New York August 22, 2011
Morocco World News
In his speech Saturday to commemorate the 58th anniversary of the Revolution of the King and the People, King Mohamed VI claimed that Morocco’s “new Constitution lays the groundwork for extensive regionalization, and this marks a turning point in our history. It seeks to achieve the modernization and rationalization of state institutions through the adoption of fundamental reforms based on good local governance.”
Using the occasion Saturday to speak on the required steps for implementing Morocco’s recently adopted constitution, much of the King’s speech focused on plans to advance the constitution’s provisions for regional and local councils. This has been one of the King’s priorities as a way to enhance democracy and representative government since announcing in March plans to draft a new constitution in response to pro-democracy protests.
The King noted that broad powers to be given to the regional and local councils based on “the local democracy approach” were about to transform political life in Morocco as thousands of citizens would soon be able to engage in managing the daily affairs of their communities and regions.
Opportunities to take part in democratic and political processes at local levels would also contribute to strengthening the quality of nationally elected leaders in congress and the executive.“Indeed, vast prospects will be opened up through the election of thousands of regional, provincial and local councilors. Regional, provincial and local councils are basic institutions for forming elites who will run public affairs.”
The King explained that decentralization would be more responsive and capable of addressing many of Moroccans’ needs. In this regard, the King noted that current central government powers would be devolved to the regions. “It is necessary to establish an advanced regionalization system in which certain central government powers are devolved to regions, in accordance with principles of local democracy and good governance. This should make it possible to ensure balanced, integrated solidarity-based regional development, which puts an end to the colonial motto of ‘useful and useless’ Morocco and to inter-regional inequalities.”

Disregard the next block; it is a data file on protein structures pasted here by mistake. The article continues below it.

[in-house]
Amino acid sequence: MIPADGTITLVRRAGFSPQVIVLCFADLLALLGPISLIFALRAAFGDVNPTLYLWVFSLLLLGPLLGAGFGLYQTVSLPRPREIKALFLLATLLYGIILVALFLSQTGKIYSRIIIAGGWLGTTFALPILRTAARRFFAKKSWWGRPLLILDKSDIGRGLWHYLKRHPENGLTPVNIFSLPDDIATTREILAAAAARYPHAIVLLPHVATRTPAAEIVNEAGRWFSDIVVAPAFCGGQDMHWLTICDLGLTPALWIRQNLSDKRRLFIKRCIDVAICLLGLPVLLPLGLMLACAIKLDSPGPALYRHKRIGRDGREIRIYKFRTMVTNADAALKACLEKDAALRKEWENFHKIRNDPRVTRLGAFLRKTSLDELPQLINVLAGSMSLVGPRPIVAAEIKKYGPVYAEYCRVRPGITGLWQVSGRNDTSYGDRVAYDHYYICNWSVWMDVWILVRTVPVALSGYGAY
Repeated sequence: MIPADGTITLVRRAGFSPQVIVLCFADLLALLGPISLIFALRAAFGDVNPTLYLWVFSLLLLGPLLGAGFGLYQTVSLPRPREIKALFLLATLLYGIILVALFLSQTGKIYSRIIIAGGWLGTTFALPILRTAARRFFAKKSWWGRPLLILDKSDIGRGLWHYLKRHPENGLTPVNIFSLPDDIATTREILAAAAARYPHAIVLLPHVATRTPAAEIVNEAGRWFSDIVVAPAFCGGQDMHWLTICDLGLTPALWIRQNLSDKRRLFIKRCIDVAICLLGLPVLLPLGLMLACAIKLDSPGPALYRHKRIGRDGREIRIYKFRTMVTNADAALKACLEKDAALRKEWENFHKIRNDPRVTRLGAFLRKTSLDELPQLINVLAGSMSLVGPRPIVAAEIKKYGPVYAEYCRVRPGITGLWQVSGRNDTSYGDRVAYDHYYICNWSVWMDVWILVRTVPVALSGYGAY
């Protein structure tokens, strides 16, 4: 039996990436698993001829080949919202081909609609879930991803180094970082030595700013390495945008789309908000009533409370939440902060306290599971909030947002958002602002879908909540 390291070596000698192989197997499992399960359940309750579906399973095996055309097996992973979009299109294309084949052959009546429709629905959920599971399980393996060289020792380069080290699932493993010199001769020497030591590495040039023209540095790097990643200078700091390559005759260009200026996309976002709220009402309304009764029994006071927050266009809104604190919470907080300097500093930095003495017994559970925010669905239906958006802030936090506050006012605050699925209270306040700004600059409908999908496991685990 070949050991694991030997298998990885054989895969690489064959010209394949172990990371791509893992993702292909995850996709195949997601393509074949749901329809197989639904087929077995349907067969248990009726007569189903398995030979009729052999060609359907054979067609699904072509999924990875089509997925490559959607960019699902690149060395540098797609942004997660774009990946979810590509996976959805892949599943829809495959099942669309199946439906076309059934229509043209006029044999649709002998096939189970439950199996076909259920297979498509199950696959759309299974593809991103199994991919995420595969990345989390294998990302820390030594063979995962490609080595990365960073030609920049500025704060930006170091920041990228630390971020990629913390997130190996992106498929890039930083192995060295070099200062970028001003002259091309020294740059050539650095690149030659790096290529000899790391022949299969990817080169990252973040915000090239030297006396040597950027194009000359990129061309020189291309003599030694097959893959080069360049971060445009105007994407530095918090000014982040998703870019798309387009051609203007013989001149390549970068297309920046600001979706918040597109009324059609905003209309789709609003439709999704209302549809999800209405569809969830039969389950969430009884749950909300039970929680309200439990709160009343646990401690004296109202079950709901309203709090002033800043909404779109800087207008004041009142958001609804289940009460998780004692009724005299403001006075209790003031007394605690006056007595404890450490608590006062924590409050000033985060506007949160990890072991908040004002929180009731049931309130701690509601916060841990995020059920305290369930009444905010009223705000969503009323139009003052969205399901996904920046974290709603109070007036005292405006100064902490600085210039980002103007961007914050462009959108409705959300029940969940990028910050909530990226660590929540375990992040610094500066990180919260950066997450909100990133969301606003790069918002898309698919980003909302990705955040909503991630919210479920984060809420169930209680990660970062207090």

Reference to “useful and useless Morocco” stems from colonial rule, when the French, trying to achieve the submission of the country, adopted a policy of prioritizing military control in areas considered of greatest economic value. The uneven economic development that ensued among regions continues to this day and in part contributed to the country’s regional character and distinctions. The King noted that the inter-regional solidarity fund and the National Initiative for Human Development seek to address these inequalities by “combating poverty, marginalization and social exclusion”.
King Mohamed VI explained that the process to create the strengthened regional and local councils, as well the House of Councilors, one of the two houses of parliament where regional governments will be represented, hinges on the drafting of new legislation. This will start after the scheduled November elections for the new House of Representatives. “To lay the structural groundwork for advanced regionalization – a major project which I view as a new revolution of the King and the people – priority should be given to the preparation of the organic law relating to it, given that it also concerns regional council elections as well as other regulatory measures needed to set up the second House”, noted the Monarch.
As was noted by the King earlier this month, preparation of this new legislation means that the envisioned timeline to have the House of Councilors, regional and local councils up and running is by the end of 2012.
Given the centuries of rule in which Moroccan dynasties often governed indirectly and exerted varying degrees of control throughout the kingdom, regional and decentralized governance for Morocco, as it moves in the direction of establishing democracy, fits well with this history and experience.